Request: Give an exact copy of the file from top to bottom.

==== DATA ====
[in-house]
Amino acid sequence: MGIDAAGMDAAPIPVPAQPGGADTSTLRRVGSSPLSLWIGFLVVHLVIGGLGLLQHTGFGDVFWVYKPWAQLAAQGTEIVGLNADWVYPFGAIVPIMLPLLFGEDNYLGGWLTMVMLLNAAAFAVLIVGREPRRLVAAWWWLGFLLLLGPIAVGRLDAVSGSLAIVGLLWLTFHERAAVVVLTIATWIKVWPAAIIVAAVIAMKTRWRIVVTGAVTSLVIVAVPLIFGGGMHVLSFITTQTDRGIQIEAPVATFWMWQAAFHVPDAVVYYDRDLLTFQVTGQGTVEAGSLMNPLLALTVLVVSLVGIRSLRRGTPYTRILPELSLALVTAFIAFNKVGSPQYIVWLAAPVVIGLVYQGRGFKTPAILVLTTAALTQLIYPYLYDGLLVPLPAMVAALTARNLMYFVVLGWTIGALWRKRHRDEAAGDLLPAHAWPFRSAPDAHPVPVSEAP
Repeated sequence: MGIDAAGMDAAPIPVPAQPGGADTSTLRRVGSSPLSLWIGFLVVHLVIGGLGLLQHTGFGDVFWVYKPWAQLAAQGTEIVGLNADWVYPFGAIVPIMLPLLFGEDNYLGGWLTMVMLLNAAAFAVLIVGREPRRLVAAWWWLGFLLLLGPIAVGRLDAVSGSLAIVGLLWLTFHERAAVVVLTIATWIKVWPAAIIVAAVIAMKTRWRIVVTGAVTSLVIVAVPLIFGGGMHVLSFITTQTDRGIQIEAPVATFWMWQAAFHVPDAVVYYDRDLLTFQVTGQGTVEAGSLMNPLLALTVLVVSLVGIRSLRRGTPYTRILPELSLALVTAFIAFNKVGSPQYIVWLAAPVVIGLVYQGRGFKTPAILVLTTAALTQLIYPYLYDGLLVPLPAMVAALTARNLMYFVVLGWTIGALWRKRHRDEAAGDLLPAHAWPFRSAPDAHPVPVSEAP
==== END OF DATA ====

[in-house]
Amino acid sequence: MGIDAAGMDAAPIPVPAQPGGADTSTLRRVGSSPLSLWIGFLVVHLVIGGLGLLQHTGFGDVFWVYKPWAQLAAQGTEIVGLNADWVYPFGAIVPIMLPLLFGEDNYLGGWLTMVMLLNAAAFAVLIVGREPRRLVAAWWWLGFLLLLGPIAVGRLDAVSGSLAIVGLLWLTFHERAAVVVLTIATWIKVWPAAIIVAAVIAMKTRWRIVVTGAVTSLVIVAVPLIFGGGMHVLSFITTQTDRGIQIEAPVATFWMWQAAFHVPDAVVYYDRDLLTFQVTGQGTVEAGSLMNPLLALTVLVVSLVGIRSLRRGTPYTRILPELSLALVTAFIAFNKVGSPQYIVWLAAPVVIGLVYQGRGFKTPAILVLTTAALTQLIYPYLYDGLLVPLPAMVAALTARNLMYFVVLGWTIGALWRKRHRDEAAGDLLPAHAWPFRSAPDAHPVPVSEAP
Repeated sequence: MGIDAAGMDAAPIPVPAQPGGADTSTLRRVGSSPLSLWIGFLVVHLVIGGLGLLQHTGFGDVFWVYKPWAQLAAQGTEIVGLNADWVYPFGAIVPIMLPLLFGEDNYLGGWLTMVMLLNAAAFAVLIVGREPRRLVAAWWWLGFLLLLGPIAVGRLDAVSGSLAIVGLLWLTFHERAAVVVLTIATWIKVWPAAIIVAAVIAMKTRWRIVVTGAVTSLVIVAVPLIFGGGMHVLSFITTQTDRGIQIEAPVATFWMWQAAFHVPDAVVYYDRDLLTFQVTGQGTVEAGSLMNPLLALTVLVVSLVGIRSLRRGTPYTRILPELSLALVTAFIAFNKVGSPQYIVWLAAPVVIGLVYQGRGFKTPAILVLTTAALTQLIYPYLYDGLLVPLPAMVAALTARNLMYFVVLGWTIGALWRKRHRDEAAGDLLPAHAWPFRSAPDAHPVPVSEAP